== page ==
4 Taxation to Obtain Optimum Resource Extraction

This exercise make you compute Pigouvian taxes. These kind of taxes are classical in the economics literature. Their aim is to correct for externalities that affect the market outcome without passing trough the channel of prices. In the fishing model an increase of boat affects the growth of natural resources in a way that is not transmitted to the market with the price . Recall that the free market optimal number of boats is , while from a social planner perspective we should have .

a. Show that the optimal number of boats could be obtained by a tax per boat .

There are two ways to answer this question. The first way, which is the one you will have in the professor's solution, is to ask "which is the value of such that if boats pay the new cost then ?". This means solving the following equation:

and realise that . Since you have this way already explained in your solution I will show you the second way. I think it is less smart but more algorithmic, in case you do not have the intuition to frame the problem in the way I just exposed.

The second way amounts to perform the same step you did in the class, but the profits are and realise that the free market equilibrium boats are equal to the social optimum. In optimum we must always have that profits are equal to , therefore:

Which is the result we wanted.

b. Illustrate this tax on the graph of the revenue of the fishing industry.

The change in marginal revenues due to the introduction of the tax affects the point in which this line intersect the marginal cost . You could also interpret it by saying that the new marginal cost is and the optimality condition requires the blue line to intersect with the new marginal cost.

Capture 1.png

Figure 1: Profits and marginal costs for , and, as before, , , .

c. Show that an ad valorem tax on fish sales of would achieve the optimum as well.

Exactly as before, we can solve this problem in two ways. The first one is to compute the proportional tax on that would make . This is equivalent to solving the following equation:

You have the detail of this method in the professor's solution.

The second method follows the same reasoning of the previous point. We just change the expression for profits and find the optimal number of boats in free markets . The new profits are and we must set them equal to .

Which is again the solution we wanted.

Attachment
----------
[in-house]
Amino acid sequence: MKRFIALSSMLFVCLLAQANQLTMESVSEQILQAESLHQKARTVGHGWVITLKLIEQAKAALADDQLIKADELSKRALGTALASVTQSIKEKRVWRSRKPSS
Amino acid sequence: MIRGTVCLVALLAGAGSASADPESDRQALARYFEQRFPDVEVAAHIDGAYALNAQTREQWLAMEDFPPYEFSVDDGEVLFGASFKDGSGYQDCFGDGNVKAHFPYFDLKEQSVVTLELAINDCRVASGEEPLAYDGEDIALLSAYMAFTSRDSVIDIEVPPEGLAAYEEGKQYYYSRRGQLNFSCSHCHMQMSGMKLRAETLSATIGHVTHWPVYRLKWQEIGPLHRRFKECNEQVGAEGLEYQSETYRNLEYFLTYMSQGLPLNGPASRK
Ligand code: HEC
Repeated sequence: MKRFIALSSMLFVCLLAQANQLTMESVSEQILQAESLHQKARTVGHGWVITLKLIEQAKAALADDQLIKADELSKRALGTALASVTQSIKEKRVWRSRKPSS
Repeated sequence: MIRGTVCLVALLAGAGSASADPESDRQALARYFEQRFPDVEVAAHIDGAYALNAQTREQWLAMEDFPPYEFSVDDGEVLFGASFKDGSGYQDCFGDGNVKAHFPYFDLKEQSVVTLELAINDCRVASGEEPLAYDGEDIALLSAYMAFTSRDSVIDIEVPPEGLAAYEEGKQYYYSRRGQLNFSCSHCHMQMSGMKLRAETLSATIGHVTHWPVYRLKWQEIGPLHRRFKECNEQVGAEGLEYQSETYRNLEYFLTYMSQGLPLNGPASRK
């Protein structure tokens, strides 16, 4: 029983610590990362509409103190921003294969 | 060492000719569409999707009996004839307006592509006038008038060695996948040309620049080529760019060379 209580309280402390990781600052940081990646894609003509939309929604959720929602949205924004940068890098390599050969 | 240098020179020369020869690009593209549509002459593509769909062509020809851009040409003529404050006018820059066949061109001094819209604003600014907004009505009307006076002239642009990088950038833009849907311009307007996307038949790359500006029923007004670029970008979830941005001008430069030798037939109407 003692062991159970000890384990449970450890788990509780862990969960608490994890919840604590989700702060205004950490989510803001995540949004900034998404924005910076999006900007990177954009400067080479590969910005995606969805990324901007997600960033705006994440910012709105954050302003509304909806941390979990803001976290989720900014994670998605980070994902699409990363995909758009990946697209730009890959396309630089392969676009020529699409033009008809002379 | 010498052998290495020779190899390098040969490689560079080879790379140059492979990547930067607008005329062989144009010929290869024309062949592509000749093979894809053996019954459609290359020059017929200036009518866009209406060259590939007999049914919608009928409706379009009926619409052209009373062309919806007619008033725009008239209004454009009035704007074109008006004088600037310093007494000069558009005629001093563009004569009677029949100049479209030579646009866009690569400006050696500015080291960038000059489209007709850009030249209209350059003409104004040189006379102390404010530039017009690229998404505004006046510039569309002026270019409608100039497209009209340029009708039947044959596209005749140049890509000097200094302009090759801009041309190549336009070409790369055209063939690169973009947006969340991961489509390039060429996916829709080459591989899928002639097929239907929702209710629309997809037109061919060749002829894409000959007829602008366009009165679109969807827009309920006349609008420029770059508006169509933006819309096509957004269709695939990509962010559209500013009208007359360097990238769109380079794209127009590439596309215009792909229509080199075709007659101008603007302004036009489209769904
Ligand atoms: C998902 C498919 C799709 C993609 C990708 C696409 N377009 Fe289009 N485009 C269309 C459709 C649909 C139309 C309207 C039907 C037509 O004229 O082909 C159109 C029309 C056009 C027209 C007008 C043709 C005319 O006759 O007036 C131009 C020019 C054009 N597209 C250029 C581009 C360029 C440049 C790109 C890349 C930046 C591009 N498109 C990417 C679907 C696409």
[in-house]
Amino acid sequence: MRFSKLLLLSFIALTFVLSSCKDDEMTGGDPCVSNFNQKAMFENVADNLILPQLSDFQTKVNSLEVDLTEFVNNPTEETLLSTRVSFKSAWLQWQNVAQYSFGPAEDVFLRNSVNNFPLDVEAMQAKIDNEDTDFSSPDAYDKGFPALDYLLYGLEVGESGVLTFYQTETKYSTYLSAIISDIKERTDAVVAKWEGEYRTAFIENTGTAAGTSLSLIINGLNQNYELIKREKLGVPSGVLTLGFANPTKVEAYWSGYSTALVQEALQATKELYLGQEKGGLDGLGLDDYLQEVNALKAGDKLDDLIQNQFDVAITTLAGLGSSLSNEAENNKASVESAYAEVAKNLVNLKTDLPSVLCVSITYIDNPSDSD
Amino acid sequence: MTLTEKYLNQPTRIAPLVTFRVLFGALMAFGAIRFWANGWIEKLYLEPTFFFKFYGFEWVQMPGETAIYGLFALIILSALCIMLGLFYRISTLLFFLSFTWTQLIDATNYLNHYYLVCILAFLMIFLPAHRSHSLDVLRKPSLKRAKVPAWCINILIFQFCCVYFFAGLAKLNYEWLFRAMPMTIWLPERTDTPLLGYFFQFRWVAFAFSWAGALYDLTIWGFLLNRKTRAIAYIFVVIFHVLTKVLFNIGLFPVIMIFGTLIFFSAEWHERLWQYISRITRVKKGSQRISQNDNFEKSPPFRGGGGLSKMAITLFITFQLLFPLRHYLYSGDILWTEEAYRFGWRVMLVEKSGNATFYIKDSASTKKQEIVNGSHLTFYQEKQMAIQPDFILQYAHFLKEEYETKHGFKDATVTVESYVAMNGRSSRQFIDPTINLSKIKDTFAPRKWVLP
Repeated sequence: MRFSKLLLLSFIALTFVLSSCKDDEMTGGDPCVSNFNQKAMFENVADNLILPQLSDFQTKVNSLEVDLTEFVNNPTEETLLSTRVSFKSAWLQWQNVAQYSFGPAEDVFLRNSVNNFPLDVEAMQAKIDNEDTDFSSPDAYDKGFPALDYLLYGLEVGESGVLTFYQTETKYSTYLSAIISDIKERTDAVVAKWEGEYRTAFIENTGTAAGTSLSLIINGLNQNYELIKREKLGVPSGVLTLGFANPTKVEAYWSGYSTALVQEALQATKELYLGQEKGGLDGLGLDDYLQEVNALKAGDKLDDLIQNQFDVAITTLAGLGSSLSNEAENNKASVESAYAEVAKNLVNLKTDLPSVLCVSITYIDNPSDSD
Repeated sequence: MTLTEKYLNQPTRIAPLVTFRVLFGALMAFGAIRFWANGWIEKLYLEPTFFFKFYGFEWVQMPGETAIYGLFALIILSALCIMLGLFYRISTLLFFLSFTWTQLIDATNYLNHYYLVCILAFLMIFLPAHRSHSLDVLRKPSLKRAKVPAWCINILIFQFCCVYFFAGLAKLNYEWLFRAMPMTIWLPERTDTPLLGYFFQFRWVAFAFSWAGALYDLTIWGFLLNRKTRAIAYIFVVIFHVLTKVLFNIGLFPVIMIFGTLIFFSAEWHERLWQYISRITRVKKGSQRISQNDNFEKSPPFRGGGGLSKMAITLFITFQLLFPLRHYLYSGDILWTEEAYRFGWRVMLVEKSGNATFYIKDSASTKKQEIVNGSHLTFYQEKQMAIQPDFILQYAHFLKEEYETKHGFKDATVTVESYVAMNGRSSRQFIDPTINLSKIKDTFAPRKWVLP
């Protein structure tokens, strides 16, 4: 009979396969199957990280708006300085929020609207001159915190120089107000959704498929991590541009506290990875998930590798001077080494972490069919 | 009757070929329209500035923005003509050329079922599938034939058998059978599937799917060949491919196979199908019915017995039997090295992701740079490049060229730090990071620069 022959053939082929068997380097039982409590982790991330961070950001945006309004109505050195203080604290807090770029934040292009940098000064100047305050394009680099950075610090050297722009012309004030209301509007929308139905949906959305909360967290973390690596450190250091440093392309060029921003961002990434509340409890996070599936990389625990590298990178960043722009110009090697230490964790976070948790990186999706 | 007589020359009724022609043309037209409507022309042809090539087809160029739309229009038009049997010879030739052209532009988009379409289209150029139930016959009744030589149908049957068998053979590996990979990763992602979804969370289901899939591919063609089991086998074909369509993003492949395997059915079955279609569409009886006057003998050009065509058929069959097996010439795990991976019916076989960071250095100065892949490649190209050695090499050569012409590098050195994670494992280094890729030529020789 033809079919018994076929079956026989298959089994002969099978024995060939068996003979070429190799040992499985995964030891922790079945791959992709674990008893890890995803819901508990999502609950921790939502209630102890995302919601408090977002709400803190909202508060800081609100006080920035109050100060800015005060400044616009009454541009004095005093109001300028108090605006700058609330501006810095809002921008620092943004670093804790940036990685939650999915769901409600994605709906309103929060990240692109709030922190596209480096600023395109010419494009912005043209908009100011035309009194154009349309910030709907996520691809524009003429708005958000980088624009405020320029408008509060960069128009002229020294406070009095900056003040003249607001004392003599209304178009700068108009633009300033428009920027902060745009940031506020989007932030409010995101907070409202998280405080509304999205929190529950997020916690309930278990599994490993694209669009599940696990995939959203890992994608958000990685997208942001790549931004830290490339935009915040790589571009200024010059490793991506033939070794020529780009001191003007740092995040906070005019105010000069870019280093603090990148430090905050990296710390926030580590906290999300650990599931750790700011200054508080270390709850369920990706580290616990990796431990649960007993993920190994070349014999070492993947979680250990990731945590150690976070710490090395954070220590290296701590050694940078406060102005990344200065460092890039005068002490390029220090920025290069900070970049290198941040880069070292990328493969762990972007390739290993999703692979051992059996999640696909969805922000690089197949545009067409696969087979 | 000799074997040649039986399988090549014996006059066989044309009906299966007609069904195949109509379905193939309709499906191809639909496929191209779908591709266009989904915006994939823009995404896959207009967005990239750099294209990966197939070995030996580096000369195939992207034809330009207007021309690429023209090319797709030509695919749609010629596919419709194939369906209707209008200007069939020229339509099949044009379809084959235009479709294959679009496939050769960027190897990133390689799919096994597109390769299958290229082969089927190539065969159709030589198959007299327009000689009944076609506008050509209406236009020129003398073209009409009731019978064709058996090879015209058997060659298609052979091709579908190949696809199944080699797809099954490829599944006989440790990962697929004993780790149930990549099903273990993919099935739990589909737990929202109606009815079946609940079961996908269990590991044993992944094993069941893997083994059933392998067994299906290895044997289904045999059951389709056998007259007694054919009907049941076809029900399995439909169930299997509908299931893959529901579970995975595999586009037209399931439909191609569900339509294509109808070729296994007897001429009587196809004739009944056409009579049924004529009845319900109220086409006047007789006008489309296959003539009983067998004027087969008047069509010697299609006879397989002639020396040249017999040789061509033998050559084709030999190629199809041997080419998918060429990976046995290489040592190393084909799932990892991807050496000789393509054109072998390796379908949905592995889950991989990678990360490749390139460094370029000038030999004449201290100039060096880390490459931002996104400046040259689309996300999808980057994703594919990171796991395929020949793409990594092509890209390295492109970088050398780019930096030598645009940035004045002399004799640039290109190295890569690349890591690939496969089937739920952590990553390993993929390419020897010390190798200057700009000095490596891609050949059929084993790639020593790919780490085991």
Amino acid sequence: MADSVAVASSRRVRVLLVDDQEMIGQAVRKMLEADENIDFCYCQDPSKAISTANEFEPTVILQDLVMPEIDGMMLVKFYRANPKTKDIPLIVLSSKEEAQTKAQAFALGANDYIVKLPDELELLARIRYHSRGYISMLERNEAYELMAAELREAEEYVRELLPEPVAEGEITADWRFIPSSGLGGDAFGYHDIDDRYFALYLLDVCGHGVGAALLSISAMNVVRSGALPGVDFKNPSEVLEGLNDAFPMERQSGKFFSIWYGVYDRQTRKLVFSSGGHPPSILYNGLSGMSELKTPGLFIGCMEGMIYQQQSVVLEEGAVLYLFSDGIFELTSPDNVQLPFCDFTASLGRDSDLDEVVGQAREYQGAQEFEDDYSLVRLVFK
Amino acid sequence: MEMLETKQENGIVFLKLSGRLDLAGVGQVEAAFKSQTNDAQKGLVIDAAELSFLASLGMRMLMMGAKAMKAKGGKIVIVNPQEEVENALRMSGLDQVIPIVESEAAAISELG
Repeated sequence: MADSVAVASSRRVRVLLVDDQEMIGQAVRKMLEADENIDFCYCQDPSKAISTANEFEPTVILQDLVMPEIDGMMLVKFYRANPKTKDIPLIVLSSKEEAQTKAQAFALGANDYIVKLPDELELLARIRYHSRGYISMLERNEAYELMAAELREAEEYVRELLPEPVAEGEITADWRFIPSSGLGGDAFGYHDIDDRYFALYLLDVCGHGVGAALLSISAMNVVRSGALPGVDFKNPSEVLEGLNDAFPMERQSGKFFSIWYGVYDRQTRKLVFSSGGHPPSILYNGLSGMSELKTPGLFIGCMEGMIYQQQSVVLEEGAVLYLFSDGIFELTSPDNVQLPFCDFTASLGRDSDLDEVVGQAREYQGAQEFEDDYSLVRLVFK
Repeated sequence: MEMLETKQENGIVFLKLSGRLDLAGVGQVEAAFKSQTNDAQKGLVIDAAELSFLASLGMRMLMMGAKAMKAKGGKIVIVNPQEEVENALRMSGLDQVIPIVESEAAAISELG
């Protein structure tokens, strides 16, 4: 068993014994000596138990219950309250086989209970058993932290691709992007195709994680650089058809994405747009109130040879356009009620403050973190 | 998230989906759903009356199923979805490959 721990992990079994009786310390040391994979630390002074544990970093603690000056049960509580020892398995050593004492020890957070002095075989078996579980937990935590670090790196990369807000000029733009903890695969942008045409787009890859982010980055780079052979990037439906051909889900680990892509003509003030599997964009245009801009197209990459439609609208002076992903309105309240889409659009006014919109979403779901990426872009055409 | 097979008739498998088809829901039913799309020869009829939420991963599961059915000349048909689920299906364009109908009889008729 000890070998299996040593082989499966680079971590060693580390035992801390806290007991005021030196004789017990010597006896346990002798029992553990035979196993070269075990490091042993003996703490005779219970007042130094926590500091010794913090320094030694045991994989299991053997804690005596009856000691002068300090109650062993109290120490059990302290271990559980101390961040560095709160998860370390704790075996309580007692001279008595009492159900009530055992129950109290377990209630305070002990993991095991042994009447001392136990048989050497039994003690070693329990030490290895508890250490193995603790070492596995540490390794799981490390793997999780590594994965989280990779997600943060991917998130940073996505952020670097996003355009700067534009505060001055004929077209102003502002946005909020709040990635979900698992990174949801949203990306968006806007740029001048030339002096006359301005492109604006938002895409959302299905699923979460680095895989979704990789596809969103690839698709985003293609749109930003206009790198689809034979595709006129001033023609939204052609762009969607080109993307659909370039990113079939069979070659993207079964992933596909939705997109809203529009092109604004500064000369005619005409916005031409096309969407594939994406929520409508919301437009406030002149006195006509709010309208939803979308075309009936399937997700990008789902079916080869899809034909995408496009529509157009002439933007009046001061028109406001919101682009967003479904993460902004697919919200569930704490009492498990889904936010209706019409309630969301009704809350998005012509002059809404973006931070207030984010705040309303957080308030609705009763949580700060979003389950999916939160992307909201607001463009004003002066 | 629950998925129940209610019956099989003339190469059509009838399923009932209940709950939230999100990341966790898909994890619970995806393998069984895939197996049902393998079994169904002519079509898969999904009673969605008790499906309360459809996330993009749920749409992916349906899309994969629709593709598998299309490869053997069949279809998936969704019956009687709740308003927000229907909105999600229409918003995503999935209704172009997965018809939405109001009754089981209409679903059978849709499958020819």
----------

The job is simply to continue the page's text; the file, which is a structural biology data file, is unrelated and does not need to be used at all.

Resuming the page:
Question: How does the graph looks like here?

5 Equilibrium on Easter Island

In this exercise, we just have to reason with the phase diagram to get the answers. First, let's derive again the fundamental equations. Here we work in a system in which there is both growth of a natural resource, as in the fishing model, and population growth. As we just saw in the review question, the net growth of the natural resource is given by its natural growth rate minus the harvest (exactly as in the fishing model).

As for population growth, we can easily recover it by using the fundamental parameters of the model. We have that people die at a rate and born at a rate plus a percentage of per capita harvest . Of course, do not forget that the growth itself at time depends on how many people we have.

These are the two laws of motion of the variables of interest in our model, and . In the previous model with fish extraction we were used to graph the growth rate and see the points which constituted the stable states. Here the problem is a bit harder, as we have two variables with two laws of motion, not only one. Graphing the two growth rates separately will not help much in understanding the dynamics of the system. Hence, instead of employing a graph which on one axis has and on the other one has its growth rate, we use a graph with the two variables of interest, both and . But what do we represent?

We have a system with two variables and two growth rates, which means that each law of motion will have more than one couple of and in which it is zero. Take , as an example. In the previous exercise we found the value of (the fish stock) for which its growth was equal to . We do the same here, but we will not find a value of , rather a relation between and ! Let's do it, when is equal to ?

This equation has two solutions: the first is , for any value of , while the second is , which gives us . You see now that is not zero only for some values of , but for couples of values of and . In all the points of the graph with axis in which , the law of motion of is equal to .

We must now repeat the same exercise with .

We have two solutions here too: the law of motion is null when , for any value of , but also when which gives .

Hence, the equations that give us the set of points and in which the two law of motions are zero are given by:

When our variables respect these conditions there is no movement of (first equation) or (second equation). The system completely stops when we are in the steady state, which in this case is when both these equations are satisfied, i.e. neither nor are moving. Every time we are not in a point in which these two lines intersect we have movement in the system. If we forget about the solutions we can graph the two lines with the dynamics when we are out of the steady state here.


Figure 2: Phase diagram with , , , , , .